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John Birmingham

John Birmingham

Associate Professor

Professor Birmingham received an A.B. degree in Physics from Princeton University in 1989. In 1996, he received a Ph.D. from the University California at Berkeley, where he studied the heat capacity of quantum adsorbates and the far-infrared properties of high-Tc superconductors. After graduate school, he spent four years as a post-doctoral fellow at the Volen Center for Complex Systems at Brandeis University where he worked in an interdisciplinary neuroscience laboratory. Professor Birmingham uses physiological and computational approaches to study how sensory neurons encode information in trains of voltage impulses, and how the codes themselves can be modified to improve sensor performance.

Publications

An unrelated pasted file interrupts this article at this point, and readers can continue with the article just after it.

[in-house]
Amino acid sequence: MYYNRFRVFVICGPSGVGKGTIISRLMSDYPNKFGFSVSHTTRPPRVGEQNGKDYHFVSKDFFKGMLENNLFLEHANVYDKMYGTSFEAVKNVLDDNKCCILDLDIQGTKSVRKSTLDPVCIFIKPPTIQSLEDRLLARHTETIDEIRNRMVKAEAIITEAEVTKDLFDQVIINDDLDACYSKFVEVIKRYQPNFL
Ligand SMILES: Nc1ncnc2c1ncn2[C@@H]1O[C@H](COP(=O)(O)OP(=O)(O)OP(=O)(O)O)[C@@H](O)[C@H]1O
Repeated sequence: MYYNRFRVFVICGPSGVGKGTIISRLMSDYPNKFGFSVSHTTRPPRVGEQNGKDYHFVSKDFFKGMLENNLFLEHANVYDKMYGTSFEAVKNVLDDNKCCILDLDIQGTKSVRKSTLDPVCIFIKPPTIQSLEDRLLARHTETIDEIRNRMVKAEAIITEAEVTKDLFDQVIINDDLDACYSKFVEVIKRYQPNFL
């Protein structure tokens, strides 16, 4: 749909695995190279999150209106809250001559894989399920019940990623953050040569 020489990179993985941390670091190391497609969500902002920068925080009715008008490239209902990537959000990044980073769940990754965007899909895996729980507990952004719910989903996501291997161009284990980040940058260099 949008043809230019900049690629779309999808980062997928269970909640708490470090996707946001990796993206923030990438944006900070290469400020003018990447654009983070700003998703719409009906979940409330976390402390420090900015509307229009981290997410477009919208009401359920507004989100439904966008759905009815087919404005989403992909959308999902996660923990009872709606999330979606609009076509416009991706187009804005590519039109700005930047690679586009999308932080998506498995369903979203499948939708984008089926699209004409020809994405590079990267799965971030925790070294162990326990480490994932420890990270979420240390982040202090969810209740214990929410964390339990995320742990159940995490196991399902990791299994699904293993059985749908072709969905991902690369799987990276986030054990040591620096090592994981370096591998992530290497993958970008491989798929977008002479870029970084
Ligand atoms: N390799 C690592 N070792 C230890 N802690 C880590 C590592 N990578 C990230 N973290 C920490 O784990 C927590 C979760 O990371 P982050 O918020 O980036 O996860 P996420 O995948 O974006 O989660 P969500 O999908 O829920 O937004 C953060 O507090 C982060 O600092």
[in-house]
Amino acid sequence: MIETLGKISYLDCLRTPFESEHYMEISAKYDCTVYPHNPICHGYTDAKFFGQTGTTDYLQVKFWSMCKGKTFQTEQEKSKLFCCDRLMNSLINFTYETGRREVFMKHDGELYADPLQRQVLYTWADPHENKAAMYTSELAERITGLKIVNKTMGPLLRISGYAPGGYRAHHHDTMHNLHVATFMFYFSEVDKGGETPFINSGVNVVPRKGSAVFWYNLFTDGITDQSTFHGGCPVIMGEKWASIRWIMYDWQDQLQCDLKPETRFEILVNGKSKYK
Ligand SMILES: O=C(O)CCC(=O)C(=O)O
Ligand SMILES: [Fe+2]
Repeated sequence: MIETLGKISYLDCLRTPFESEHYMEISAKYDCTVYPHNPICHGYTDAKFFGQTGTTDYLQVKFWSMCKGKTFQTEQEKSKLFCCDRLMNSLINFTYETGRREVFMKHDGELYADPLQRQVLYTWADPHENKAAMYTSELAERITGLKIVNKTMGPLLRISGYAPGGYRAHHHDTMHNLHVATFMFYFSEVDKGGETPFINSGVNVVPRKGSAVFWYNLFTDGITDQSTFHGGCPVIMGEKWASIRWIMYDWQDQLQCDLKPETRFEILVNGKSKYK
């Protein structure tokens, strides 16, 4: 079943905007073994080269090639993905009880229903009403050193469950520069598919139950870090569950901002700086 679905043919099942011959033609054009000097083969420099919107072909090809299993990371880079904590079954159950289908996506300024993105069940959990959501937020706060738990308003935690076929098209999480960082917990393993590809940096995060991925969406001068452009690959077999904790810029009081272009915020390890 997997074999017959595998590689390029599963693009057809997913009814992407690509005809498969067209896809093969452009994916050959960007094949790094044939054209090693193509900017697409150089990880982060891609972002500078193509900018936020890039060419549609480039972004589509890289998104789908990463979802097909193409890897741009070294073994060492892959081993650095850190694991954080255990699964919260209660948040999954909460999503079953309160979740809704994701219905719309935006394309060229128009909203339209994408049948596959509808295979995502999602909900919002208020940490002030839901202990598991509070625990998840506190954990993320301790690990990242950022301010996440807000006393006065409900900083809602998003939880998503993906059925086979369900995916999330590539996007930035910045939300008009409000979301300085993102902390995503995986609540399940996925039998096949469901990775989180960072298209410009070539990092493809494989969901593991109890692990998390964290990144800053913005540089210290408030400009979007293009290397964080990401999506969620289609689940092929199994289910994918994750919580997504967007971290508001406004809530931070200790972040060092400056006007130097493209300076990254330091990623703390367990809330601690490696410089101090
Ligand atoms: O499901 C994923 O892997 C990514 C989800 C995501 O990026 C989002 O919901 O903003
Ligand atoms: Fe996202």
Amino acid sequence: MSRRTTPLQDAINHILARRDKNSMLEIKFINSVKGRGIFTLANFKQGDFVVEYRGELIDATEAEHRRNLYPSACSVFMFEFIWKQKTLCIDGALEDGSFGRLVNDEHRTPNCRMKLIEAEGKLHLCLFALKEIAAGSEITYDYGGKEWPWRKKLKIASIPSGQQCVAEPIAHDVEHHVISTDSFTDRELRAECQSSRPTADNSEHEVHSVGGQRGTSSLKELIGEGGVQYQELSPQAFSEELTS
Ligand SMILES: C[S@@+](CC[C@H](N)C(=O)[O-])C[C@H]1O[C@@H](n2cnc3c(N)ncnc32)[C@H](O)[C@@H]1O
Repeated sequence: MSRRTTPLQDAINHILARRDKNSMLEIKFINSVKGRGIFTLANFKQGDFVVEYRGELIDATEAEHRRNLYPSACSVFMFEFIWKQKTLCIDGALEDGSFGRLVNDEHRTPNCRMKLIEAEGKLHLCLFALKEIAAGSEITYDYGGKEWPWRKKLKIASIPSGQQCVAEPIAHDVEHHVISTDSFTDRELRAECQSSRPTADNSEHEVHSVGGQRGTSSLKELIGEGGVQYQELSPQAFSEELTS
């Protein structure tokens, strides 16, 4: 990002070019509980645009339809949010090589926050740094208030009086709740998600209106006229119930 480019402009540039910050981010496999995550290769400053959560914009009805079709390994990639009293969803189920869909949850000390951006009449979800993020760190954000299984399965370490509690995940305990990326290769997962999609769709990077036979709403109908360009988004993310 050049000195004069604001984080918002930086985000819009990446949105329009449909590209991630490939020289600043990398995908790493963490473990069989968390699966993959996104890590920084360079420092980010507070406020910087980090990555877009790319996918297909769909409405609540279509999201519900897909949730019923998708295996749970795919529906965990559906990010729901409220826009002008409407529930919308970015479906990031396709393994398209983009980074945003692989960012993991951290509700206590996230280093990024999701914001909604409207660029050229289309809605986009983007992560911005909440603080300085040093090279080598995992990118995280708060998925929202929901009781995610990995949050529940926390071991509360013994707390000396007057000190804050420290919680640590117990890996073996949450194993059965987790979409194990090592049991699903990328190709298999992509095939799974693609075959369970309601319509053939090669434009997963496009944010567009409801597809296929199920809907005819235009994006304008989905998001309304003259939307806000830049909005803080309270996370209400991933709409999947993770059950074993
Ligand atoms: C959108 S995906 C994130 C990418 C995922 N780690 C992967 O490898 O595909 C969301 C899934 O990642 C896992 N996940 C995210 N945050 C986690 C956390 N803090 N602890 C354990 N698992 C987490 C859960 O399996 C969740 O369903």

• Ralston BN, Flagg LQ, Faggin E, Birmingham JT.  Incorporating spike-rate adaptation into a rate code in mathematical and biological neurons.  J Neuropys.  115: 2501-2518, 2016.
  • Shimoide A, Kimball I, Gutierrez AA, Lim H, Yoon I, Birmingham JT, Singh R, Fuse, M.  Quantification and analysis of ecydis in the hornworn, Manduca sexta.  Invert Neurosci13: 45-55, 2013.
  • Billimoria CP, Dicaprio RA, Prinz AA, Quintanar-Zilinskas V, Birmingham JT.  Modifying spiking precision in conductance-based neuronal models.  Network.  24: 1-26, 2013.  
  • Steven W. Suljak, Christopher M. Rose, Christelle Sabatier, Thuc Le, Quoc Trieu, Derek R. Verley, Alexandra M. Lewis, and John T. Birmingham, "Enhancement of muscle contraction in the stomach of the crab Cancer borealis: a possible hormonal role for GABA,"  Biological Bulletin 218, 293-302 (2010).
  • Derek R. Verley, Vu Doan, Quoc Trieu, Daniel I. Messinger, and John T. Birmingham, "Characteristic differences in modulation of stomatogastric musculature by a neuropeptide in three species of Cancercrabs," Journal of Comparative Physiology A, 194, 879-886 (2008).
  • T. Le, D. R. Verley, J. M. Goaillard, D. I. Messinger, A. E. Christie and J. T. Birmingham, "Bistable behavior in the axon of a crustacean motor neuron," Journal of Neurophysiology, 95 1356, (2006).